Its probably time for an update on the dealing with design debt series. I promised part III would be the conclusion and it will be, but we’re not quite there yet, nevertheless there’s some story to tell now that will bridge the gap.
Along with the business case made for the debt reduction project, there were also other business decisions that that had direct impact or were directly impacted by the project. Most significant were the several projects on the schedule with direct overlap with key structures under construction as part of debt reduction. To schedule these projects first would mean doing them twice, but not doing them first would mean delaying or missing revenue opportunities.
Measure twice, cut once.
From a purely technical perspective it made sense to complete the debt reduction project first, and tackle the dependent projects after. This would allow us to design the solution for the new structure and implement once, rather than designing for the old structure then later retrofitting it for the new while also implementing twice. However, the business case ran counter to the technical case. These projects were estimated to have significant revenue impact, therefore delaying them until the completion of a long and risky debt reduction project was judged to represent a significant loss in revenue.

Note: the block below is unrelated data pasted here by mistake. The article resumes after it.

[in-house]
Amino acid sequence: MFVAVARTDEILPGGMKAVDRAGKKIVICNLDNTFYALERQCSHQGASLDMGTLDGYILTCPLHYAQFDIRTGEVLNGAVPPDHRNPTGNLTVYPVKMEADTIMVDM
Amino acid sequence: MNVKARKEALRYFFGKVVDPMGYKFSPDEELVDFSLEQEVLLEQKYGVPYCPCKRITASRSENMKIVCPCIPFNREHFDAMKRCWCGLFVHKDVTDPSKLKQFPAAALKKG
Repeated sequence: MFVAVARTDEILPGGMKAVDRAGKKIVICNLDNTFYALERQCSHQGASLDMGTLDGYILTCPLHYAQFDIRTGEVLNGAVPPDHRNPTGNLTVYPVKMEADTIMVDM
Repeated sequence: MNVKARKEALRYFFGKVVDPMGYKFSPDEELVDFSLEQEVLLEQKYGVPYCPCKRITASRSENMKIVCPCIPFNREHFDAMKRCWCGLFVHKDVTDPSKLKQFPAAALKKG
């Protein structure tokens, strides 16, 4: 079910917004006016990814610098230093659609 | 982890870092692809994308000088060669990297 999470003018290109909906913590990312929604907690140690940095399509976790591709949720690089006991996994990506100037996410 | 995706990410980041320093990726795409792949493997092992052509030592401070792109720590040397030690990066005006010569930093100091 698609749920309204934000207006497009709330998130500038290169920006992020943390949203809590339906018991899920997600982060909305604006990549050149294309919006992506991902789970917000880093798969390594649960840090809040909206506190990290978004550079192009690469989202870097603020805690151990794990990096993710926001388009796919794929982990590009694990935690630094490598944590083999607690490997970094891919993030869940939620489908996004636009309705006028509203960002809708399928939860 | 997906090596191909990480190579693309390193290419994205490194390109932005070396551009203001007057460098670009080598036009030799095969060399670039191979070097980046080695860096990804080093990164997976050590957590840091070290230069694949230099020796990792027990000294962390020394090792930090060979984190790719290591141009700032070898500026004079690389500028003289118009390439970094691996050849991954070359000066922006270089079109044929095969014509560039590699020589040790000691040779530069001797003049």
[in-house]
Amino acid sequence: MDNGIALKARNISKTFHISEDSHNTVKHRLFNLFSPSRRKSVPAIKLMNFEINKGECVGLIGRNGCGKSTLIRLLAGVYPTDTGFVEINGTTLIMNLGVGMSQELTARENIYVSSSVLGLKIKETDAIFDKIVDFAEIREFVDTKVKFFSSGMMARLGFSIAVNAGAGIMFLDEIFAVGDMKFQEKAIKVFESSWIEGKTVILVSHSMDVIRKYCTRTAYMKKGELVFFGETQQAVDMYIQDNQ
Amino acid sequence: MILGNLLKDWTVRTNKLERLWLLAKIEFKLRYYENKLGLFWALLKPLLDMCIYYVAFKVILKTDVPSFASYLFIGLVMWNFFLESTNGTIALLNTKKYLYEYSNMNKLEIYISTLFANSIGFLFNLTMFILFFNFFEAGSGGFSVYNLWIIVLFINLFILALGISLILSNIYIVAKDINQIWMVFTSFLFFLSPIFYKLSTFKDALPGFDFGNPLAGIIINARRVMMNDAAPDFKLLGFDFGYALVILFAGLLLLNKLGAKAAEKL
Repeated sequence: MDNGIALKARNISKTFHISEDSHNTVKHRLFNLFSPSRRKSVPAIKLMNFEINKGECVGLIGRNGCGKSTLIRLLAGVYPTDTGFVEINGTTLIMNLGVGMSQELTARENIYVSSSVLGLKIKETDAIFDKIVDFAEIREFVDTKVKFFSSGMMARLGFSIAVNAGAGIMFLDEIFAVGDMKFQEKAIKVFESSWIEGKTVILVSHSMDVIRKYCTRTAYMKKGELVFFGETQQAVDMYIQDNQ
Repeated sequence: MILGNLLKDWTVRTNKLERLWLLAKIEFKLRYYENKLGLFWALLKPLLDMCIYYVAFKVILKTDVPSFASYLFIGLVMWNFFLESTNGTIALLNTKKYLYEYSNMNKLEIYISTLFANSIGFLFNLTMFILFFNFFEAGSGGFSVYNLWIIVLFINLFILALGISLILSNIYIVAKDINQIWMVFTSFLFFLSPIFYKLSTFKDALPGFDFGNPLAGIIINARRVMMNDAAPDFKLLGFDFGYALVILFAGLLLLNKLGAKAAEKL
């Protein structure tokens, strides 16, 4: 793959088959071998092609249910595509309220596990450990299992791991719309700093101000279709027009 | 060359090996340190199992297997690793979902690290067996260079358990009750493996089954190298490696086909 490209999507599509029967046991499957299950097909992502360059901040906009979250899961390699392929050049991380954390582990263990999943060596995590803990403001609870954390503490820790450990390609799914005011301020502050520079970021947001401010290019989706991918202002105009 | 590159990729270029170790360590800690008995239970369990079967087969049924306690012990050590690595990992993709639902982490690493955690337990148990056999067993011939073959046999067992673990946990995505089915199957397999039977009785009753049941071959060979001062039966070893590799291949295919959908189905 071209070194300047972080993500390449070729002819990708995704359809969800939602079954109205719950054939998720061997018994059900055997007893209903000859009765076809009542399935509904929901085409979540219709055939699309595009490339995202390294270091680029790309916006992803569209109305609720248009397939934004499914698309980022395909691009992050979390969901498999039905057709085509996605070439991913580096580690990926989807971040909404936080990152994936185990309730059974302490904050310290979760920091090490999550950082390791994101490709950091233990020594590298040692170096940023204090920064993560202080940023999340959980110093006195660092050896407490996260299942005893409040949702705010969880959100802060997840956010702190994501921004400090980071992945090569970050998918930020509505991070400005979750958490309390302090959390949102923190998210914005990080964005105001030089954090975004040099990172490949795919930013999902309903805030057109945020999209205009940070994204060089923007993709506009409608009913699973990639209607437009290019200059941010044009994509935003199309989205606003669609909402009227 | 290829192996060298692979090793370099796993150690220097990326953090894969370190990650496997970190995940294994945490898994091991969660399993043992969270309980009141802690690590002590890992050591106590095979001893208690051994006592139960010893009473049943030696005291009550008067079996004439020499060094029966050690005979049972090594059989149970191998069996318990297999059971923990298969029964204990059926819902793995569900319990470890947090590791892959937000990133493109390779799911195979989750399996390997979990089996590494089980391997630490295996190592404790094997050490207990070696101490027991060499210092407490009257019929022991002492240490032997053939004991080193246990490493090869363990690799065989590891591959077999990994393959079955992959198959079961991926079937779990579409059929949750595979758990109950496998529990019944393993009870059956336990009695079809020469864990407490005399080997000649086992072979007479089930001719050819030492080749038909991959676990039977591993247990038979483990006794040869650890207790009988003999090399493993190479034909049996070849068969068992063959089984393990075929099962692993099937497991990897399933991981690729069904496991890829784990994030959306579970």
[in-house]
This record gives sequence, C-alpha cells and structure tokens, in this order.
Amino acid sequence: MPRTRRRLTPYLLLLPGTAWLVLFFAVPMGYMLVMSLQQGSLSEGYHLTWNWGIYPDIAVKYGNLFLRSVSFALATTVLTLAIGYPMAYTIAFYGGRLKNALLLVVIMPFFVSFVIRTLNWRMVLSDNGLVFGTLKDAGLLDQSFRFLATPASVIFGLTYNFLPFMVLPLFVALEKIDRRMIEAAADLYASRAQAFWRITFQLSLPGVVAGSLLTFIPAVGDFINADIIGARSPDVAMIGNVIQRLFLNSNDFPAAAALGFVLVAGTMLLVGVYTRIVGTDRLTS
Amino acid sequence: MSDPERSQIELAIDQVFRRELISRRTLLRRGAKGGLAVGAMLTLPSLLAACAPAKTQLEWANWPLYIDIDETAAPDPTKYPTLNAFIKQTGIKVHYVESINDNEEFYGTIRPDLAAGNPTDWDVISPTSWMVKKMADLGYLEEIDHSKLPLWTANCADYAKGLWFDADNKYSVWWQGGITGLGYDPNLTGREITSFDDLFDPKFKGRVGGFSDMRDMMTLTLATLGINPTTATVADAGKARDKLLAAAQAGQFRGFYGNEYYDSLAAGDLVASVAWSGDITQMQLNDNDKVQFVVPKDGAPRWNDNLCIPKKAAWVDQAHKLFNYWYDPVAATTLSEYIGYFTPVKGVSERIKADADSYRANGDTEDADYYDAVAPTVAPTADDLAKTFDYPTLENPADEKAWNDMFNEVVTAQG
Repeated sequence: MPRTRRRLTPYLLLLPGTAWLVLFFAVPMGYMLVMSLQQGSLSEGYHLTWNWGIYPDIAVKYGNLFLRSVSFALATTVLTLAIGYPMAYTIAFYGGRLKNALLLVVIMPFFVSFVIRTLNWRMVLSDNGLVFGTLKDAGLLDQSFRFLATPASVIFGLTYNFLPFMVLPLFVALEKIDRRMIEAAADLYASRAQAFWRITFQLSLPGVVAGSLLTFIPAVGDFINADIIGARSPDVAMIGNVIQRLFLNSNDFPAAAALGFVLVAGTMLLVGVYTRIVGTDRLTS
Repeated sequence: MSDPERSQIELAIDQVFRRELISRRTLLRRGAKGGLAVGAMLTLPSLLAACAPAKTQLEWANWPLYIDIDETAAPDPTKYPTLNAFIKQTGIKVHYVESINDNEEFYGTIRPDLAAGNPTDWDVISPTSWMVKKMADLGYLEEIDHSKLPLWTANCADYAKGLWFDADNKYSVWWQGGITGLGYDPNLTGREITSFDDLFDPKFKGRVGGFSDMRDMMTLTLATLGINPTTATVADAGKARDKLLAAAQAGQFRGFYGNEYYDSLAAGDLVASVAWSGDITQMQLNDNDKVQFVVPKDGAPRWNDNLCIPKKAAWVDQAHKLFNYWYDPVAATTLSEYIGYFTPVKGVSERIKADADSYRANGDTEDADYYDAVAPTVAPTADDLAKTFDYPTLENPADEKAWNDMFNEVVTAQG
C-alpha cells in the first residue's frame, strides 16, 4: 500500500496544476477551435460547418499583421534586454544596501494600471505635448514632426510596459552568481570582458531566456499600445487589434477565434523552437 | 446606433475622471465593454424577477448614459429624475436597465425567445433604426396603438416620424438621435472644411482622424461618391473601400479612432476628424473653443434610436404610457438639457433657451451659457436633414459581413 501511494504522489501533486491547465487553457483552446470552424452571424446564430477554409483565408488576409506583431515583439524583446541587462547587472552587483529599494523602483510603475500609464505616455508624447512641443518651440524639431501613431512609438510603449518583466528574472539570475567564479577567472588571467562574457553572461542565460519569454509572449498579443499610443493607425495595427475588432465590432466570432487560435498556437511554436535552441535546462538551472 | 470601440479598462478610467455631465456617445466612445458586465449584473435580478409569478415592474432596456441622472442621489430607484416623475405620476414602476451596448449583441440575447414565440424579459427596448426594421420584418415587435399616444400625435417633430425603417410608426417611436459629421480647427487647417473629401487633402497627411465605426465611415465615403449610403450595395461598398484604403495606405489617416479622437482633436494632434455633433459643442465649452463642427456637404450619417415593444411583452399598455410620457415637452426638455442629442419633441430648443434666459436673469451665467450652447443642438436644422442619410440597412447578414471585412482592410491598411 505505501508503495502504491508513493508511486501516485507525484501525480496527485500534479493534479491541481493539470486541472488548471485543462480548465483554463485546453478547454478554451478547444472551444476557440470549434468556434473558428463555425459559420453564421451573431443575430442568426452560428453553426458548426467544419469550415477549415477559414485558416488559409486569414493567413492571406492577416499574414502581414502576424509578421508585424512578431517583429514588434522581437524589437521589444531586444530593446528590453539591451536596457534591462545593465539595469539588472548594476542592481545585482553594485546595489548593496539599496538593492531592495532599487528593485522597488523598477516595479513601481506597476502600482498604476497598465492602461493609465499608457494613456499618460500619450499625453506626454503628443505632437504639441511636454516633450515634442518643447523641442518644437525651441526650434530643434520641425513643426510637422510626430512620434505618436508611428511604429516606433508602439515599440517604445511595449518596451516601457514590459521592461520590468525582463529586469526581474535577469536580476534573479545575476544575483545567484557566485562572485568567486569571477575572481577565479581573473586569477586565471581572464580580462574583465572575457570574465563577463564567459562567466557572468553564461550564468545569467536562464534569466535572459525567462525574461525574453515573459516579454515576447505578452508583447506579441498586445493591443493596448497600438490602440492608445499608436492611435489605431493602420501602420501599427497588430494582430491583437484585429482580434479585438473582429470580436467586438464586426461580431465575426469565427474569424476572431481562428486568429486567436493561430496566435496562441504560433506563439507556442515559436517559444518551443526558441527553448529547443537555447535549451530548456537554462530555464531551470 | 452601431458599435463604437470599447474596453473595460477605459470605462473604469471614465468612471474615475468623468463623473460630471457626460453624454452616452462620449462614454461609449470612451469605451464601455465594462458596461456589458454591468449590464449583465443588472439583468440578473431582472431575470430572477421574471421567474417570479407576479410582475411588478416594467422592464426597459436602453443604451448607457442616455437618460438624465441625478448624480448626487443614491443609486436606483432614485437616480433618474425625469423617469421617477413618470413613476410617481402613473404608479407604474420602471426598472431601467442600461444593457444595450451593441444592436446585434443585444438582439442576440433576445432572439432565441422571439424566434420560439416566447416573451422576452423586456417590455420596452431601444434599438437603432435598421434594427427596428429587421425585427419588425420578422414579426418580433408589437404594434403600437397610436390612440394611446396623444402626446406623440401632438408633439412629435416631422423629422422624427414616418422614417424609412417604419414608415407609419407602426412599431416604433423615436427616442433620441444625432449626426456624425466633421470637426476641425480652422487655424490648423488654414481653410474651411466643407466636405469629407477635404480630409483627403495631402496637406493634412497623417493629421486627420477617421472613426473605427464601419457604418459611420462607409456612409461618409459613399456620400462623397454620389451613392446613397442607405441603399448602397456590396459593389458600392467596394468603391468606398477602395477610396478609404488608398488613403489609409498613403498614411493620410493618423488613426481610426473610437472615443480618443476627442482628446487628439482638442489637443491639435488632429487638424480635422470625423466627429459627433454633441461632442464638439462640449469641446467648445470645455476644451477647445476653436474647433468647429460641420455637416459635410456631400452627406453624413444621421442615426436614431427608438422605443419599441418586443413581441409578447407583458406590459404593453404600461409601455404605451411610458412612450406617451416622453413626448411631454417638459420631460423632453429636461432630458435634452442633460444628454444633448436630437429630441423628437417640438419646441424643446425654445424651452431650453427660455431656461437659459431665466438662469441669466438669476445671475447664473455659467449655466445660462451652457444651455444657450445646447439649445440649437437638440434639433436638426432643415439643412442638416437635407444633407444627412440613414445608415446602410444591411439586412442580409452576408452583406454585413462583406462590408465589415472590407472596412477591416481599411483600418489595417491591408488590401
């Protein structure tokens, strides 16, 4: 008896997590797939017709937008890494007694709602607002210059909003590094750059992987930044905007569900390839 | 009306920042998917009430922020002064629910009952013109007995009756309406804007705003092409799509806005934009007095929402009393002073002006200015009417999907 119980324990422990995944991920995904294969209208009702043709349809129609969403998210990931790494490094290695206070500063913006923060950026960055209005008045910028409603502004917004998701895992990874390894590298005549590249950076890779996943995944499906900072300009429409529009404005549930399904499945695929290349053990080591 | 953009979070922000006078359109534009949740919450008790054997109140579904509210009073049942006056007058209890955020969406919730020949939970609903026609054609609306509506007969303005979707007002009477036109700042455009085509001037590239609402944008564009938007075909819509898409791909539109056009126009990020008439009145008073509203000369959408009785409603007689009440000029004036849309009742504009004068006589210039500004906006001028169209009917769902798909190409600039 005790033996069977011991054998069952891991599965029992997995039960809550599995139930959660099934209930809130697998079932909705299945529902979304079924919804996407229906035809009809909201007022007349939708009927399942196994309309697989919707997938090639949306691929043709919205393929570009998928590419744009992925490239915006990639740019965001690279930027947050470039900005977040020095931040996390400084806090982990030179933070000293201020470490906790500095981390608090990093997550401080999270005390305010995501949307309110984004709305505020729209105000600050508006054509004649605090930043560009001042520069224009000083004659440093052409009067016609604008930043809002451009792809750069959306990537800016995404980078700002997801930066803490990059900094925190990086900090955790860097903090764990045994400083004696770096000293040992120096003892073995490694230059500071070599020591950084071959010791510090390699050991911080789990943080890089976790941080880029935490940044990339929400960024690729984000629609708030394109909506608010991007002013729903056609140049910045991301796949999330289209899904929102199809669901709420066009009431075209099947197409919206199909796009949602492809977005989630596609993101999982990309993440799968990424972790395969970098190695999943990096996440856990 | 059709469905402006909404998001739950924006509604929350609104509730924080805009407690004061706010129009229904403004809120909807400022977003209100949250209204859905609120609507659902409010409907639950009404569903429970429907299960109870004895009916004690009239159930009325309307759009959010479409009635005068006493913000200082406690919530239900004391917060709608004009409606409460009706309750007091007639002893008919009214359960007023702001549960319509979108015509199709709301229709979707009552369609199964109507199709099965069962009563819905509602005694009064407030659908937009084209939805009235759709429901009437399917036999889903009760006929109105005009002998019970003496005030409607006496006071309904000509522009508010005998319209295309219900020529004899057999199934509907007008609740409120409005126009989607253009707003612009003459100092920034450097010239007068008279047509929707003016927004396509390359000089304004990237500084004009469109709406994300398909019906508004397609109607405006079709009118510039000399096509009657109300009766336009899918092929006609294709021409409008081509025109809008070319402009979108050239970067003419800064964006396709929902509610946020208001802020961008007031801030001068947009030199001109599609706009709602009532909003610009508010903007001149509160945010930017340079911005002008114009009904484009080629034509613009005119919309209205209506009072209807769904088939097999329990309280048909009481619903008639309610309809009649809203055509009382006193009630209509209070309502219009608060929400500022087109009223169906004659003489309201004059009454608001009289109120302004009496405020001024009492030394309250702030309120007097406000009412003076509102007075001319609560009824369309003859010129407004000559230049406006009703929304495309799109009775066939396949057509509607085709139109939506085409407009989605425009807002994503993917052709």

“It is a riddle, wrapped in a mystery, inside an enigma” - Churchill
Based on these projections, it was decided that the high revenue impact projects would be done prior to the debt reduction project, acknowledging the implied cost of implementing twice, and the ultimately less clean implementation. Essentially, we had decided to take on debt during our debt reduction exercise.
Unfortunately, its not entirely clear whether that was the right decision or not. The high revenue impact projects were completed but took longer than expected, pushed back the debt reduction project and made it a bit more complex. Further, the actual revenue impact of those projects isn’t entirely clear nor is the impact of the additional debt and complexity particularly measurable.
I guess the moral to this story is that, at least in this case, debt accumulation was an explicit rather than implicit trade-off decision.